She delivers the facts calmly, as if they mean nothing to her. But they hit me square in the stomach, and I feel squeezed, like something is crushing me into myself. So much space. I wonder what it’s like in the places beyond ours; I wonder how people live there.
I look out the window again, taking slow, deep breaths into a body too tense to move. And as I stare out at the land, I think that this, if nothing else, is compelling evidence for my parents’ God, that our world is so massive that it is completely out of our control, that we cannot possibly be as large as we feel.
So small as to be negligible.
It’s strange, but there’s something in that thought that makes me feel almost . . . free.
That evening, when everyone else is at dinner, I sit on the window ledge in the dormitory and turn on the screen David gave me. My hands tremble as I open the file labeled “Journal.”
The first entry reads:
David keeps asking me to write down what I experienced. I think he expects it to be horrifying, maybe even wants it to be. I guess parts of it were, but they were bad for everyone, so it’s not like I’m special.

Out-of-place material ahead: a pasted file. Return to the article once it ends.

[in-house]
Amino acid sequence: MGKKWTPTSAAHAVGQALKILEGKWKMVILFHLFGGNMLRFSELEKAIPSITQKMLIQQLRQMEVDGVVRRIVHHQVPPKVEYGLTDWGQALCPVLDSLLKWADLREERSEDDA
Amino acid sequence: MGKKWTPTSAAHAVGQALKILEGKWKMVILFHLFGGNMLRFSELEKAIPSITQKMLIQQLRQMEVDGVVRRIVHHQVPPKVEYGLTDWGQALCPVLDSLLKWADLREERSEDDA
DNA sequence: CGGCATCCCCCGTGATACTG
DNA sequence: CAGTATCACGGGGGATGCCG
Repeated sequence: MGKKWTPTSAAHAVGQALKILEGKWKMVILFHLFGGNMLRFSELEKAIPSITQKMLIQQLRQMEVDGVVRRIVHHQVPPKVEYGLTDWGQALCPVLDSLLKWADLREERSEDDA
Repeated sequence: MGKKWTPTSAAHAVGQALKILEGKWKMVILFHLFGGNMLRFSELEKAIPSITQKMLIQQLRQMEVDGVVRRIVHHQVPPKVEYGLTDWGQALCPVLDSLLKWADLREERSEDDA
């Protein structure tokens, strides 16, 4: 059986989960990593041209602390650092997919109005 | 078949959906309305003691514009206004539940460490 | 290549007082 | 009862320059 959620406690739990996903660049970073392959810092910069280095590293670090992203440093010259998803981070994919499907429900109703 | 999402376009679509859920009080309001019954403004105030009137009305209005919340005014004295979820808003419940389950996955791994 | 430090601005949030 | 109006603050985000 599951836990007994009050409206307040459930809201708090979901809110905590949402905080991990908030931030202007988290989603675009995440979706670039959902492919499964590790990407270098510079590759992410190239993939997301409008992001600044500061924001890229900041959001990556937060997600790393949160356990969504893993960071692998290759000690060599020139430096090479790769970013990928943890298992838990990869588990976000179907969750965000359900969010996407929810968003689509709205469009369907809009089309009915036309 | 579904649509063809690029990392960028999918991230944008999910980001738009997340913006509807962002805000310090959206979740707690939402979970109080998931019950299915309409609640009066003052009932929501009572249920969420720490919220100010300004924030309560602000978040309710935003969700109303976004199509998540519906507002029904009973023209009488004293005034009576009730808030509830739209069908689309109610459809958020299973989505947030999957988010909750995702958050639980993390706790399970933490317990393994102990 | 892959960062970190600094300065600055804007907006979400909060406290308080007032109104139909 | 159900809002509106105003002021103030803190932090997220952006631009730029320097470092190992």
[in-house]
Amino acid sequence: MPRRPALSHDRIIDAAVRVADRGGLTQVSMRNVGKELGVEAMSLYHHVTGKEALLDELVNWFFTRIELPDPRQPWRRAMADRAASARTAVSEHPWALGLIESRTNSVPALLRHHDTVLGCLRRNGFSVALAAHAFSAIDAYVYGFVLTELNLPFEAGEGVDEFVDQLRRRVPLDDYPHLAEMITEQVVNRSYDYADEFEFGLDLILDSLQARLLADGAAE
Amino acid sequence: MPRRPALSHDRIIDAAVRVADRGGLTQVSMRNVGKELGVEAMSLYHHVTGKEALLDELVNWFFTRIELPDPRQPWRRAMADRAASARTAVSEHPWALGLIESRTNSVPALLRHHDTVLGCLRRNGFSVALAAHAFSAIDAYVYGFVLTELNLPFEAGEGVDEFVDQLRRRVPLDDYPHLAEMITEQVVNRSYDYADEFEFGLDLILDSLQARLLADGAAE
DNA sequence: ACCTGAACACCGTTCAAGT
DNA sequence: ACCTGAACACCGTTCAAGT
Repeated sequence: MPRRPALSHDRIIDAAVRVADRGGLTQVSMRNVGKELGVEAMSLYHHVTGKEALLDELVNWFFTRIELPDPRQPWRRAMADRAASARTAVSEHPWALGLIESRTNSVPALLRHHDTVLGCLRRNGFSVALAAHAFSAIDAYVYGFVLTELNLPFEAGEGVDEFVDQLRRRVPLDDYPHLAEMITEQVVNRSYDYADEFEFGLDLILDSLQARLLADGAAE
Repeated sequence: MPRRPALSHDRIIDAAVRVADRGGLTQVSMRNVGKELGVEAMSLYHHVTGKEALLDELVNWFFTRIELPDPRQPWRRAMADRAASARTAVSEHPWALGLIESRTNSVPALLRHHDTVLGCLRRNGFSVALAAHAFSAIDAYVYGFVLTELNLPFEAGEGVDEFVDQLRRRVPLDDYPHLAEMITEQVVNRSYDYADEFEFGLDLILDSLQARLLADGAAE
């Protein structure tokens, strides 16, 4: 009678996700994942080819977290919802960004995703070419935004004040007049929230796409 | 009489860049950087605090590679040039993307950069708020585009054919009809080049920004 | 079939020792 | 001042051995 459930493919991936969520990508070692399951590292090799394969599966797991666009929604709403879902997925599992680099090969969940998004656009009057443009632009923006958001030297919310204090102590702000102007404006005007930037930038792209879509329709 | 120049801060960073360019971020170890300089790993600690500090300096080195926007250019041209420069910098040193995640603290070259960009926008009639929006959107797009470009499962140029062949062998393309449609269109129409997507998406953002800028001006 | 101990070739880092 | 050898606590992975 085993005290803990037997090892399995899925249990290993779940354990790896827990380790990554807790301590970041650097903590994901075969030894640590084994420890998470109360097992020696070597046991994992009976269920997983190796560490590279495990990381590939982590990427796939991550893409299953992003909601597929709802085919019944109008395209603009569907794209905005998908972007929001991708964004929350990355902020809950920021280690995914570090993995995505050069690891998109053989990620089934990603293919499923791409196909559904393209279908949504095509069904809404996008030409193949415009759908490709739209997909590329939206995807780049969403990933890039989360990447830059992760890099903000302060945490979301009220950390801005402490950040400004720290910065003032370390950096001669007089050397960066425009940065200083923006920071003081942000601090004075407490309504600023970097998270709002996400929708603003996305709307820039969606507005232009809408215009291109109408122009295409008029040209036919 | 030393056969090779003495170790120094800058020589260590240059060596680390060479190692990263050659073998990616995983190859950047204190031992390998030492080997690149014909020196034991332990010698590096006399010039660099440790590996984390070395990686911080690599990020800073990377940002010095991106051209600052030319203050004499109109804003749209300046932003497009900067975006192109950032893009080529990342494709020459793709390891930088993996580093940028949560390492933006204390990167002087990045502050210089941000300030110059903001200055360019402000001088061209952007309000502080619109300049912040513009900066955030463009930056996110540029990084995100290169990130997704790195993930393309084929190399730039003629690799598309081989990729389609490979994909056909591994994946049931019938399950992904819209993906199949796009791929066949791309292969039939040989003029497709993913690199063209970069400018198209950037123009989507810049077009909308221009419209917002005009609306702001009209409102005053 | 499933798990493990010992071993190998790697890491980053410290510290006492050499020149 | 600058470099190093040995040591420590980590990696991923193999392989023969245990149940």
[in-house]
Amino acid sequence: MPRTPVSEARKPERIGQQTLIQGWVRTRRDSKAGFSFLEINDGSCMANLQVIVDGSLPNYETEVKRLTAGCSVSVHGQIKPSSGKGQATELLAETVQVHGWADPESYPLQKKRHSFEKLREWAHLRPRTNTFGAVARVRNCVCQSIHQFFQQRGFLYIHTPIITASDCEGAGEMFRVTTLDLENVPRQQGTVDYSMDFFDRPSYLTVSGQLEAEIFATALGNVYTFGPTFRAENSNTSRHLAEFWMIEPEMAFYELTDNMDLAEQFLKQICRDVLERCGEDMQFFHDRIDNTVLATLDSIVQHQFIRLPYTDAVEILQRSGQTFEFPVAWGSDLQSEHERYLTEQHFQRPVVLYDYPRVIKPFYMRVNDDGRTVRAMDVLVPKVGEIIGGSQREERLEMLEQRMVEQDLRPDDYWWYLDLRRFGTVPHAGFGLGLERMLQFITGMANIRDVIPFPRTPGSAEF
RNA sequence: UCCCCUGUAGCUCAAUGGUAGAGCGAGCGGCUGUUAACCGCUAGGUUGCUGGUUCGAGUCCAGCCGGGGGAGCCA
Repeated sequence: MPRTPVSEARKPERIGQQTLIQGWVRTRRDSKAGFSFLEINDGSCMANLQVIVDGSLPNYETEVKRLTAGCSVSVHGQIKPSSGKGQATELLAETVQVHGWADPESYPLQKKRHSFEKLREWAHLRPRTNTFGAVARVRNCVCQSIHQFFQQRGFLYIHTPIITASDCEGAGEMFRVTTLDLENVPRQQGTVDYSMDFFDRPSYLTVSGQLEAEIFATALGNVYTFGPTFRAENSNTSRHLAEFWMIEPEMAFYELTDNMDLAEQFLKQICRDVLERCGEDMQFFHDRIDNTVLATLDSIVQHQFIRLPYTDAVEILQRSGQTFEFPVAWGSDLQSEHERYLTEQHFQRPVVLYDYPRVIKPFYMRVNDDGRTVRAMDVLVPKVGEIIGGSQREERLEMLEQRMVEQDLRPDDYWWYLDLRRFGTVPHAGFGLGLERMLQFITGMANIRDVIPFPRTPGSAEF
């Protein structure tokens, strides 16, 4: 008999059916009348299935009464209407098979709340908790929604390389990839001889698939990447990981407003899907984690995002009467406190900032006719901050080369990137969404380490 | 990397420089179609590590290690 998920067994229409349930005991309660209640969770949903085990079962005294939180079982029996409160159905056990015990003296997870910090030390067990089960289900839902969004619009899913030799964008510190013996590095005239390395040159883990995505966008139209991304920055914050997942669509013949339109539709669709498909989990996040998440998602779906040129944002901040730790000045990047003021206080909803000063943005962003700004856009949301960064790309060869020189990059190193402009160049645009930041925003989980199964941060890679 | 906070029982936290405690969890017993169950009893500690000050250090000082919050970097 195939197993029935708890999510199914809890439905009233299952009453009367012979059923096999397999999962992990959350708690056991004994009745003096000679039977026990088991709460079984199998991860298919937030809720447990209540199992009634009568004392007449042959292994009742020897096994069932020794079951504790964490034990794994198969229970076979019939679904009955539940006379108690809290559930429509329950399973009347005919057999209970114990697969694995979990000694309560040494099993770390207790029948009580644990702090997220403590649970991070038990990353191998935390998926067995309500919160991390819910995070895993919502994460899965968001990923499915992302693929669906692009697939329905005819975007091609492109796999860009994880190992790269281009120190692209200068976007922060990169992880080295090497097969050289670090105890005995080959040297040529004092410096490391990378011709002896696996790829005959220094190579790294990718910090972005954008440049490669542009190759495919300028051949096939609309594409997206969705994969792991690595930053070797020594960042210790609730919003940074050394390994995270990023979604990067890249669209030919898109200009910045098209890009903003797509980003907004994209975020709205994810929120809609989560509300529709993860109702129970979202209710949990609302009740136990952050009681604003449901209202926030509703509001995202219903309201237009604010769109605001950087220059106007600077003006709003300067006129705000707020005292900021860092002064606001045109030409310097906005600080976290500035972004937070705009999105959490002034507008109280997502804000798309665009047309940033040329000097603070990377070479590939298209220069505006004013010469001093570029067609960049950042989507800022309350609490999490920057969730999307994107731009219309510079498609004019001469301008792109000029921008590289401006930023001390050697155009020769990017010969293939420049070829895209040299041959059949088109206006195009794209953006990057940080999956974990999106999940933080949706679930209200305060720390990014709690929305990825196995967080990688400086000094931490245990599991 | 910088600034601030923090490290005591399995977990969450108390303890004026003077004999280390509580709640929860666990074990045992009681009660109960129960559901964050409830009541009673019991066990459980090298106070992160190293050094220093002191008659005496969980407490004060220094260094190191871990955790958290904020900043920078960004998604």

I grew up in a single-family home in Milwaukee, Wisconsin. I never knew much about who was inside the territory outside the city (which everyone around here calls “the fringe”), just that I wasn’t supposed to go there. My mom was in law enforcement; she was explosive and impossible to please. My dad was a teacher; he was pliable and supportive and useless. One day they got into it in the living room and things got out of hand, and he grabbed her and she shot him. That night she was burying his body in the backyard while I assembled a good portion of my possessions and left through the front door. I never saw her again.
Where I grew up, tragedy is all over the place. Most of my friends’ parents drank themselves stupid or yelled too much or had stopped loving each other a long time ago, and that was just the way of things, no big deal. So when I left I’m sure I was just another item on a long list of awful things that had happened in our neighborhood in the past year.
I knew that if I went anyplace official, like to another city, the government types would just make me go home to my mom, and I didn’t think I would ever be able to look at her without seeing the streak of blood my dad’s head left on the living room carpet, so I didn’t go anyplace official. I went to the fringe, where a whole bunch of people are living in a little colony made of tarp and aluminum in some of the postwar wreckage, living on scraps and burning old papers for warmth because the government can’t provide, since they’re spending all their resources trying to put us back together again, and have been for over a century after the war ripped us apart. Or they won’t provide. I don’t know.